The Spot Healing Brush Tool is often used in portrait photography to remove blemishes, wrinkles, and other distracting elements. By default, this tool works great, but sometimes you will need to add an extra level of control to get the results that you want.
In this tutorial, you will learn how to use the Spot Healing Brush Tool with Content-Aware to quickly remove blemishes and other imperfections from your photos.
First, create a new layer to work non-destructively (Shift + Ctrl/Command + N).
Then select the Spot Healing Brush from the Toolbar. Make sure that “Content-Aware” is the selected Type and that “Sample All Layers” is checked in the Options Bar.
Spot Healing Brush Tool – Normal Mode
With the Spot Healing Brush Tool active, just paint over any distraction to remove it. In most cases, the Spot Healing Brush Tool will do an excellent job in eliminating the problem.
However, there are times where the Spot Healing Brush Tool will destroy the original detail and texture found in the photo, giving you very unrealistic results.
In the example below, the Spot Healing Brush Tool removed the wrinkles under the eye by adding a skin texture that made the image and problem worse.
Using Modes to Enhance the Spot Healing Brush
For a more realistic result, you need to keep as much of the original detail as possible and only remove the distracting element.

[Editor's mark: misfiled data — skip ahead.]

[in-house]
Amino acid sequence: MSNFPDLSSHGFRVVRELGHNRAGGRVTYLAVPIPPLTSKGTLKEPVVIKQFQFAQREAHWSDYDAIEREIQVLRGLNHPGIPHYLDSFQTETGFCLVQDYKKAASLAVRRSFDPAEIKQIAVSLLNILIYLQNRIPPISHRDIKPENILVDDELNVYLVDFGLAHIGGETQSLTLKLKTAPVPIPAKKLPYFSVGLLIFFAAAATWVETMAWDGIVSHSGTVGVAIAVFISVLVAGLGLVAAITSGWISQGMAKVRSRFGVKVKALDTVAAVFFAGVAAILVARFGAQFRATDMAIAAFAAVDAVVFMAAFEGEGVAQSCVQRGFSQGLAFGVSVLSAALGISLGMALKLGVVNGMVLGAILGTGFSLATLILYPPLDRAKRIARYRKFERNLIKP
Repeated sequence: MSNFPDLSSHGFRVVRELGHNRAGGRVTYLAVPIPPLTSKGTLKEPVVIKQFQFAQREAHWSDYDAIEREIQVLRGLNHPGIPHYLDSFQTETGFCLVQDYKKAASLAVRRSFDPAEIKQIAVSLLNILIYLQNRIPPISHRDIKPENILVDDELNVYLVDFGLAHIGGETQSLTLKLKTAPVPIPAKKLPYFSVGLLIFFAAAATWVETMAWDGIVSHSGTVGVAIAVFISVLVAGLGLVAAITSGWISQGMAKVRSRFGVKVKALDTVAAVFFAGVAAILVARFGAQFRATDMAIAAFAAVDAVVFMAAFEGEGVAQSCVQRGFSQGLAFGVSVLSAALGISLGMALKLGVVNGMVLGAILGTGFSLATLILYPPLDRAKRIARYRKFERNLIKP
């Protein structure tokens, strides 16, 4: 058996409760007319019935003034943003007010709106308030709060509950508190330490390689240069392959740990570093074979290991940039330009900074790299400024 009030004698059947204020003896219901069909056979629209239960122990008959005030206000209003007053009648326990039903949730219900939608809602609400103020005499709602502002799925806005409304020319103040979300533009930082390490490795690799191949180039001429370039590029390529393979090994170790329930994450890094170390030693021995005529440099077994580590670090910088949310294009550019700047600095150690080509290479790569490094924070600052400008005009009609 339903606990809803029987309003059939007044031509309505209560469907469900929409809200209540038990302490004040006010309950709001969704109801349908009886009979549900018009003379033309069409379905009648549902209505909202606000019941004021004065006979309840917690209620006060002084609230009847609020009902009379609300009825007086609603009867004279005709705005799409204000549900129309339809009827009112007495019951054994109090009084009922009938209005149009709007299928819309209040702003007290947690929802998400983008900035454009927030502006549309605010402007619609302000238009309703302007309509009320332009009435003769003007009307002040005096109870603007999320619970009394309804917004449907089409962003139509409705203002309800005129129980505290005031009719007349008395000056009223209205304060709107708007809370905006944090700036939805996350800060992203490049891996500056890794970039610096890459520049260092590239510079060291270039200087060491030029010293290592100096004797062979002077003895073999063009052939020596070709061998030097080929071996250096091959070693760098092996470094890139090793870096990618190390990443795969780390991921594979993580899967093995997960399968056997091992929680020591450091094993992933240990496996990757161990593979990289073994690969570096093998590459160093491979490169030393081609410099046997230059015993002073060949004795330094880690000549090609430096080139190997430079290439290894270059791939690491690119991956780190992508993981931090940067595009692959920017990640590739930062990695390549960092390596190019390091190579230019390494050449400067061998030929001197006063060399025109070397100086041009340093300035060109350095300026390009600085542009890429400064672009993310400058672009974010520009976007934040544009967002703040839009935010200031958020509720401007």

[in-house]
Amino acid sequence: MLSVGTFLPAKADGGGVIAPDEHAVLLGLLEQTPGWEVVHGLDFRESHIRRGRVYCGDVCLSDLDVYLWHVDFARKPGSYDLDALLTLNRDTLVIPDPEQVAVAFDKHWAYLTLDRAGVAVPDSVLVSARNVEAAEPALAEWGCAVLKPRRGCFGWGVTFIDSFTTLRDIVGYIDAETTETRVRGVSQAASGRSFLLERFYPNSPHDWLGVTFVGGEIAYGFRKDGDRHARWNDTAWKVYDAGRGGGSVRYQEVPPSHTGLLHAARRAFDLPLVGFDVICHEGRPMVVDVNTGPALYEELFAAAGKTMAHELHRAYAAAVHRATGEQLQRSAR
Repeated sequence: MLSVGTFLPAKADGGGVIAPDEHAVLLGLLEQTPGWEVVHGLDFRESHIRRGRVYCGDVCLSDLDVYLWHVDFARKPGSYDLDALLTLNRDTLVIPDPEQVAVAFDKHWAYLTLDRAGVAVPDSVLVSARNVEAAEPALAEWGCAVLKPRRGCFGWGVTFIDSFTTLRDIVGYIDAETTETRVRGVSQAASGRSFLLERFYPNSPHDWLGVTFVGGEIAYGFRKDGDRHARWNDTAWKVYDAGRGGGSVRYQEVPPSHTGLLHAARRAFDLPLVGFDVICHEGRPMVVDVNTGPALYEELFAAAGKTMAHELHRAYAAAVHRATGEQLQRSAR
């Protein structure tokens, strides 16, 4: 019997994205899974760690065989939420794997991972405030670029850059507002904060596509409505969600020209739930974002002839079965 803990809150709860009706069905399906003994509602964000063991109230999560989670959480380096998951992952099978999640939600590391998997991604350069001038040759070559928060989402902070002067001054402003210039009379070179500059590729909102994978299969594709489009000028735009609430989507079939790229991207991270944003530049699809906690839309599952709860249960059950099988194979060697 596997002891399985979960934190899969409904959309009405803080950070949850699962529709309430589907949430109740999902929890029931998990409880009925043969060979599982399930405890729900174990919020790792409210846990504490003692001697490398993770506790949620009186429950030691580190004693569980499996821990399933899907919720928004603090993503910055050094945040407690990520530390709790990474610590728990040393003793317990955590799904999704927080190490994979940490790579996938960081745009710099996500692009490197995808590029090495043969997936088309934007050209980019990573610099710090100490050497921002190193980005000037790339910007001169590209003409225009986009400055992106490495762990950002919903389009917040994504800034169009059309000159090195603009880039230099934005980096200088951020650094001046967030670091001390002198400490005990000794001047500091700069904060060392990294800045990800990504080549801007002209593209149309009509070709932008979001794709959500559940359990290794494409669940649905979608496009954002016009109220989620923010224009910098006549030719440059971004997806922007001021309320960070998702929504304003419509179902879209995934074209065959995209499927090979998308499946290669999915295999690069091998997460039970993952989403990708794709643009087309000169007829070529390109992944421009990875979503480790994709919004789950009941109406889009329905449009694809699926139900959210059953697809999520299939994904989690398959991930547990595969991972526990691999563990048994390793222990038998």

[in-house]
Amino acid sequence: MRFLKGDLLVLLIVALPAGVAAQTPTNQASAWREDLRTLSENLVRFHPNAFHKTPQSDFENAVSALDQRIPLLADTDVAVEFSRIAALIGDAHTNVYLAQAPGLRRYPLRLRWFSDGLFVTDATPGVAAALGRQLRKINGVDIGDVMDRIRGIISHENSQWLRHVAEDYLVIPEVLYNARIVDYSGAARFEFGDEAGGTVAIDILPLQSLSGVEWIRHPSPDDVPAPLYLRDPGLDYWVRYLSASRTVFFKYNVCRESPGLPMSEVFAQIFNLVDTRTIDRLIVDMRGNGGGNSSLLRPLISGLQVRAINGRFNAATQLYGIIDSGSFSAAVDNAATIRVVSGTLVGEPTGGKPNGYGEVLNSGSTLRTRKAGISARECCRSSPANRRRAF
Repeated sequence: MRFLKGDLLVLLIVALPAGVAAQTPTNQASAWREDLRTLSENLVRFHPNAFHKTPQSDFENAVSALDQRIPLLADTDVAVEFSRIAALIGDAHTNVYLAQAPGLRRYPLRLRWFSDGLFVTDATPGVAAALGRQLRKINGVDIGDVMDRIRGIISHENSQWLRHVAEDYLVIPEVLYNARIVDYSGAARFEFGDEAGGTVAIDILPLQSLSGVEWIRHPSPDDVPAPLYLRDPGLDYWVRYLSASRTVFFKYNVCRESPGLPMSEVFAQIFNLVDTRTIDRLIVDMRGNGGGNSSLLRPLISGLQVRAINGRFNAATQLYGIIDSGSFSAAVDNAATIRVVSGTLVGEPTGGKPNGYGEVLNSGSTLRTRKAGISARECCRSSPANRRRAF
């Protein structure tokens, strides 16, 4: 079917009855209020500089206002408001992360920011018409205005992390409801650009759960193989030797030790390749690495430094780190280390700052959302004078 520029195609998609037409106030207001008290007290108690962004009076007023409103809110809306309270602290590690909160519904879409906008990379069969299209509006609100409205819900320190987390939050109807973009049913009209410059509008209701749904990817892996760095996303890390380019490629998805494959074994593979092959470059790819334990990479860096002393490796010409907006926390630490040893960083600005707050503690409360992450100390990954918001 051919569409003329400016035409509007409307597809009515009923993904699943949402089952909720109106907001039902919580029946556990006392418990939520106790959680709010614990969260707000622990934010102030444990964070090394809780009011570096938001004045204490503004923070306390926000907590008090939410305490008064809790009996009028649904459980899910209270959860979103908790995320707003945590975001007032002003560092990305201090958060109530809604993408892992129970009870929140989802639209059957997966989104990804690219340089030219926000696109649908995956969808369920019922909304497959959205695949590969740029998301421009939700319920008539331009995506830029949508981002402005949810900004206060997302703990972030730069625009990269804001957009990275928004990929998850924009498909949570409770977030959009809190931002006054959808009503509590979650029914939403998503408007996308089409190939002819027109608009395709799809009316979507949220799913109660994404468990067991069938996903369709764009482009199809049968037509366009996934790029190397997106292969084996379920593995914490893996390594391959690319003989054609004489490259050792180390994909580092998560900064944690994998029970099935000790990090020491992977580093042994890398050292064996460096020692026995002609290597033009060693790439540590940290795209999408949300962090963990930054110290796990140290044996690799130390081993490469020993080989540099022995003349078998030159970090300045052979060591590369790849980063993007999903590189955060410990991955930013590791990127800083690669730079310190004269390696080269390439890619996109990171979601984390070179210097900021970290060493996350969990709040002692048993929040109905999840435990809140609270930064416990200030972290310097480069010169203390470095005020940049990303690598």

To do so, first consider the blemish, wrinkle, or distraction you are trying to remove. Is it darker than the skin tone? Or is it brighter than the skin tone?
If the distraction is lighter, select Darken from the Mode in the Options bar. If the distraction is darker, select Lighten. In this case, the wrinkle is darker than the skin tone. That means that we want to lighten the wrinkles. So in the Options Bar, under Mode, select Lighten.
With the brush mode set to Lighten, Photoshop will only replace pixels that are darker than the good portion of the skin. Since the wrinkles and other skin distractions in this photo are darker than normal skin tone, only the distracting elements are removed, leaving more of the original texture surrounding it intact.
Notice that as you paint over a wrinkle, you don’t lose the original highlights and you keep a lot of detail. The example below shows the results between using Normal and Lighten to apply the same correction.
To work faster, keep in mind that you can switch between Modes by holding the Shift key and pressing the + or – keys.
This technique also helps you remove blemishes in areas that contain detail that you would like to keep.
In the example, below you can see how by using the Lighten mode we were able to remove the skin blemishes while leaving the white hair strands intact.
This technique works in this case because the hair strands are lighter than the skin tone, and the blemishes are darker than the skin tone. The Lighten Mode makes the Spot Healing Brush target only darker pixels, so the fine white strands of hair are left intact.
This tutorial is part of my Content-Aware series on YouTube. There are more videos there if you would like to learn more about how content-aware works in Photoshop.
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